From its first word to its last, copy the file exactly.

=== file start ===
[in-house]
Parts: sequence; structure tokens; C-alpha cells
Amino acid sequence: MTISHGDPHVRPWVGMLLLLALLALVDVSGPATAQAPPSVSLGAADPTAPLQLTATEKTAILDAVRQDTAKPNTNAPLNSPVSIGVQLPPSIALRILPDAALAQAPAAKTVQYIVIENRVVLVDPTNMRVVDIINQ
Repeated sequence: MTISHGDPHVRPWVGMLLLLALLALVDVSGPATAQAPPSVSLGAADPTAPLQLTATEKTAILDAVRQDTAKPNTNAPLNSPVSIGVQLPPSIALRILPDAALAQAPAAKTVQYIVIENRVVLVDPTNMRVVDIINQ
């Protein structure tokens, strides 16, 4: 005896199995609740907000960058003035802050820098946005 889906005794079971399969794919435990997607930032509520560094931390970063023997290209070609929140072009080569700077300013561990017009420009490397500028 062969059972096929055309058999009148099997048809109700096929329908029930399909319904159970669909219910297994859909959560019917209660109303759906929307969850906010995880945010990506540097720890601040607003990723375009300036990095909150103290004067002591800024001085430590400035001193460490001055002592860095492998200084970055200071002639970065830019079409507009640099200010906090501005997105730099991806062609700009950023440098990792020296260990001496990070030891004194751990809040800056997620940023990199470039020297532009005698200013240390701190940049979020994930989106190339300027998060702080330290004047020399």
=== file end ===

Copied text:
[in-house]
Parts: sequence; structure tokens; C-alpha cells
Amino acid sequence: MTISHGDPHVRPWVGMLLLLALLALVDVSGPATAQAPPSVSLGAADPTAPLQLTATEKTAILDAVRQDTAKPNTNAPLNSPVSIGVQLPPSIALRILPDAALAQAPAAKTVQYIVIENRVVLVDPTNMRVVDIINQ
Repeated sequence: MTISHGDPHVRPWVGMLLLLALLALVDVSGPATAQAPPSVSLGAADPTAPLQLTATEKTAILDAVRQDTAKPNTNAPLNSPVSIGVQLPPSIALRILPDAALAQAPAAKTVQYIVIENRVVLVDPTNMRVVDIINQ
């Protein structure tokens, strides 16, 4: 005896199995609740907000960058003035802050820098946005 889906005794079971399969794919435990997607930032509520560094931390970063023997290209070609929140072009080569700077300013561990017009420009490397500028 062969059972096929055309058999009148099997048809109700096929329908029930399909319904159970669909219910297994859909959560019917209660109303759906929307969850906010995880945010990506540097720890601040607003990723375009300036990095909150103290004067002591800024001085430590400035001193460490001055002592860095492998200084970055200071002639970065830019079409507009640099200010906090501005997105730099991806062609700009950023440098990792020296260990001496990070030891004194751990809040800056997620940023990199470039020297532009005698200013240390701190940049979020994930989106190339300027998060702080330290004047020399």